The chart below shows a recent ratings distribution for USCF Non-Scholastic Members. (Source: USCF 2002 Ratings Distribution).
How are ratings calculated? Already in 1959, the USCF rating system arbitrarily used 2000 as the upper level for strong club players and 200 point divisions to assign players to classes. Elo kept these measures because they were 'steeped in tradition'.
The table at the bottom of this page relates expected game results to rating differences. The P column is the expected Percentage for the result of a single game. The D column is the rating Difference corresponding to that expected result.
For example, two players with the same rating (D=0) each have a 50% (P=.50) chance of winning a game. Similarly, a player with a rating 100 points greater than an opponent (D=102 is the closest value in the table) has a 64% (P=.64) chance of winning a game.
Let's say you score +3-2=1 (three wins, two losses and a draw) against opposition with an average rating of 1500. Your score is 3.5-2.5, for a percentage of 58% (P=0.58). The value for P=0.58 in the table corresponds to D=57. Your performance is calculated as 1500 + 57 = 1557. If you had achieved the same score against opponents with an average rating of 2000, your performance would be 2057.
This method is used to calculate an initial rating for a previously unrated player. The more games used in the calculation, the more accurate the initial rating will be. Established players are rated using the following formula.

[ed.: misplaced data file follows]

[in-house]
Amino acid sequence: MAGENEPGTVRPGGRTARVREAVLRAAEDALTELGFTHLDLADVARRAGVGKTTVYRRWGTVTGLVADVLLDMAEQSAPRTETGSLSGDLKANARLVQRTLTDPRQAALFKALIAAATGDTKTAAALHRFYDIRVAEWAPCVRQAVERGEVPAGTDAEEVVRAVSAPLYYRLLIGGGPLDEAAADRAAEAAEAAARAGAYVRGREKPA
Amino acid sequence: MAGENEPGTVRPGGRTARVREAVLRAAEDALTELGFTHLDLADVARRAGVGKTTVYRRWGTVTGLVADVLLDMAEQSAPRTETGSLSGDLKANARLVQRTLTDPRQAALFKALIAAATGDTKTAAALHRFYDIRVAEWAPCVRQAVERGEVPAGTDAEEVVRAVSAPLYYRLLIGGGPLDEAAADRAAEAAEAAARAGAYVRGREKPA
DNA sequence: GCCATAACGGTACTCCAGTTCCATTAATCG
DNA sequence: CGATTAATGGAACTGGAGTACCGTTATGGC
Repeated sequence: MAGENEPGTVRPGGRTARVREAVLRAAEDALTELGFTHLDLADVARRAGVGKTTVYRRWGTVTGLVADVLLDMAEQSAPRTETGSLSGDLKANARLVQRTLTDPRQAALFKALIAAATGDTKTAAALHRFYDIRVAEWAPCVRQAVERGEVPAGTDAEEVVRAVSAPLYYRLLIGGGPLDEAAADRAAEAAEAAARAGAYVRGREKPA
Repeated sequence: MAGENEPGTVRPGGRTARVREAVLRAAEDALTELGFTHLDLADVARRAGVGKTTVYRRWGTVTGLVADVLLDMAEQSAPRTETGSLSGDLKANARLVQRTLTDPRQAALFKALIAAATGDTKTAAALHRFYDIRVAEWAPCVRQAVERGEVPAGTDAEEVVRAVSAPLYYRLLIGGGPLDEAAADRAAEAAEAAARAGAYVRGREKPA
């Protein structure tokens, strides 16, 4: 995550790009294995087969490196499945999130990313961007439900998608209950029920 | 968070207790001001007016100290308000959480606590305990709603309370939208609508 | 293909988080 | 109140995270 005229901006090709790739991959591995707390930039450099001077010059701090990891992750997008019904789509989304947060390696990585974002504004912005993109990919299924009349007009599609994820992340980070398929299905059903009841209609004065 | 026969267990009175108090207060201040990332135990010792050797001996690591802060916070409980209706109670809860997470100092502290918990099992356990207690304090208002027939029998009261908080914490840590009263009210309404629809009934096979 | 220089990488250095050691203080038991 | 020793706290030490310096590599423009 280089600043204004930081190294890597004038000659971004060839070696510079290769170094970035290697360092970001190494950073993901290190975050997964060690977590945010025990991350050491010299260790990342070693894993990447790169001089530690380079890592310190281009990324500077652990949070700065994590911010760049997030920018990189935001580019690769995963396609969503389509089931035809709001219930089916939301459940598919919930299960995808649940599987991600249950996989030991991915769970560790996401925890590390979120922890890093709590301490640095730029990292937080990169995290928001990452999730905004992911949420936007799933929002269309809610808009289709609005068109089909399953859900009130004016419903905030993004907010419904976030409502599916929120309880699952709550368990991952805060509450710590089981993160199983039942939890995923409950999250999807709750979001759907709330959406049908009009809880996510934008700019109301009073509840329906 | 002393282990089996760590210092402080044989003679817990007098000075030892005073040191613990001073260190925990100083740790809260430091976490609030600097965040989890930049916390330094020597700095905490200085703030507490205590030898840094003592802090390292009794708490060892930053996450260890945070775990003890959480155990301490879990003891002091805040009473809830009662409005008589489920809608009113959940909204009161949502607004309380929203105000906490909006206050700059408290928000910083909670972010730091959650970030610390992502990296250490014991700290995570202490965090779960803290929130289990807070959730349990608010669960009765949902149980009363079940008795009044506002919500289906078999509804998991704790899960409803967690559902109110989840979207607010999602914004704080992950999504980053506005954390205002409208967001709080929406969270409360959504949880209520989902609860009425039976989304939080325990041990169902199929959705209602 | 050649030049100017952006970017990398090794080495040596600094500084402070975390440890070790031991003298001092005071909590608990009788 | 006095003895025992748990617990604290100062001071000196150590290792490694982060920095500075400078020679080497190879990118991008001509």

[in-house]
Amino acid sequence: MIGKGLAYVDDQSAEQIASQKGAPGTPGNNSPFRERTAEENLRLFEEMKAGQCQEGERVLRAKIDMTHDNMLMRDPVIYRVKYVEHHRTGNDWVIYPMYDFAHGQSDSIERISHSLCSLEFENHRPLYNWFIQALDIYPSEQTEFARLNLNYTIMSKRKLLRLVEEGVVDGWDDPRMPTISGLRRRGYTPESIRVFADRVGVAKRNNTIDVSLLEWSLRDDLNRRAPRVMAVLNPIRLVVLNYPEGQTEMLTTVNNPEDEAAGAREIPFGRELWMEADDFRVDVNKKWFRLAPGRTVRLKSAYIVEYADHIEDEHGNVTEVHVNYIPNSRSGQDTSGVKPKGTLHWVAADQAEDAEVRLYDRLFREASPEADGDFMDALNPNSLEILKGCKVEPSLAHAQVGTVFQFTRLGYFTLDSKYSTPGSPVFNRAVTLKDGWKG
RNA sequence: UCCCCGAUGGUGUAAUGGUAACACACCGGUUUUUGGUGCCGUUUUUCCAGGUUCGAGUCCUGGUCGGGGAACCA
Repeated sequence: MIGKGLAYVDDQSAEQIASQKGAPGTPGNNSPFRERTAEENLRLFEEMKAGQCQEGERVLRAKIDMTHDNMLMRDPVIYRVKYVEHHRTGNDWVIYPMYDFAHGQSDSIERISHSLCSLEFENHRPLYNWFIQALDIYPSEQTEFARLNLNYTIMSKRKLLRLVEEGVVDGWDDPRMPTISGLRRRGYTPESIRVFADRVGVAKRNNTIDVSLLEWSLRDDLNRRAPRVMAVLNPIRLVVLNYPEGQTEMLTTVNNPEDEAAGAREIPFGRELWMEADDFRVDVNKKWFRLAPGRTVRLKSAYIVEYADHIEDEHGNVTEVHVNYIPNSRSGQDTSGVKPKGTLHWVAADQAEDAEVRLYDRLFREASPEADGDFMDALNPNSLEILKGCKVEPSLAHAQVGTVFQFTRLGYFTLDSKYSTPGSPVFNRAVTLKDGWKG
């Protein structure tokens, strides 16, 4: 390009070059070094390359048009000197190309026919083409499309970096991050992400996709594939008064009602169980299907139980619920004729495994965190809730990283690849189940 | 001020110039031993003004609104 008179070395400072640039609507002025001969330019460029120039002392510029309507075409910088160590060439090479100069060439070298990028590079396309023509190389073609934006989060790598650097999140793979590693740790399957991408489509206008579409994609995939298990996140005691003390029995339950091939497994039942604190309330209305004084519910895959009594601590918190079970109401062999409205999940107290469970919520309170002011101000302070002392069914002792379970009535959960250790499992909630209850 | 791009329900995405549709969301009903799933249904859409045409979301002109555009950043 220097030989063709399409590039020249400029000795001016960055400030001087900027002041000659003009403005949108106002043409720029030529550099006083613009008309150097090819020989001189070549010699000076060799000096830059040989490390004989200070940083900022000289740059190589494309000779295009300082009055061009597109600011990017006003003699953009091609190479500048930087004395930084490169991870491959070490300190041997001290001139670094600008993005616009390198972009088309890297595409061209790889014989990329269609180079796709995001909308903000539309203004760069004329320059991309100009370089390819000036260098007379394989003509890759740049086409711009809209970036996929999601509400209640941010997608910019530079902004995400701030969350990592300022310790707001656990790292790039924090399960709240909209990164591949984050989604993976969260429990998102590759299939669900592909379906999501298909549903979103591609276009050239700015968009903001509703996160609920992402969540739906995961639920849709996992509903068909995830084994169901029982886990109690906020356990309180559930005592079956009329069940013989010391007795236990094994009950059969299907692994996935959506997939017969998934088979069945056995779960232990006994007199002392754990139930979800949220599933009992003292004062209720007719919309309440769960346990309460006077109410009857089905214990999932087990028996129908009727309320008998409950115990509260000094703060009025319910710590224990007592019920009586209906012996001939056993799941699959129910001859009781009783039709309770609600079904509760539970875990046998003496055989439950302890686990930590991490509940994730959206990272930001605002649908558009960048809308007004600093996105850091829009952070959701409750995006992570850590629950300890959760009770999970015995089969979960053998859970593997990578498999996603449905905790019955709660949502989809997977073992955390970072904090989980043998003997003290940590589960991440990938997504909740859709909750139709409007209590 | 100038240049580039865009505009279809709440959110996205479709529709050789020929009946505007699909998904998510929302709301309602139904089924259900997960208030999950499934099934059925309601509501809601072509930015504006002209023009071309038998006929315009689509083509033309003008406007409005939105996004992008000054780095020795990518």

The formula says that after an event has finished, a player's new rating is calculated from the old rating adjusted by the result of the event. The adjustment is the difference between the player's actual result and the expected result, which is based on the old rating.
The difference is multiplied by a coefficient ('K'), which is a number between 10 and 40. A lower coefficient gives more weight to previous events and changes the rating at a slower rate. A higher coefficient gives more weight to the most recent events and changes the rating faster.
Ratings allow for more competitive subdivisions of players. For example, the USCF class system is structured as follows.
This class system permits tournaments and prizes restricted to players of similar ability. A Class E player, competing in a Class E event, has just as much chance of winning the event as the world's best players have of winning Linares.
No system is perfect, and the there are some problems with the rating system. Rating deflation is a natural phenomenon caused by young improving players entering the rating pool and old stable players leaving the pool. Rating manipulation happens when unscrupulous organizers submit fraudulent reports to a rating agency.
These problems are a small price to pay for the great benefits that Elo's rating system has provided to the chess world. His induction into the Chess Hall of Fame was an appropriate expression of his great contribution to chess.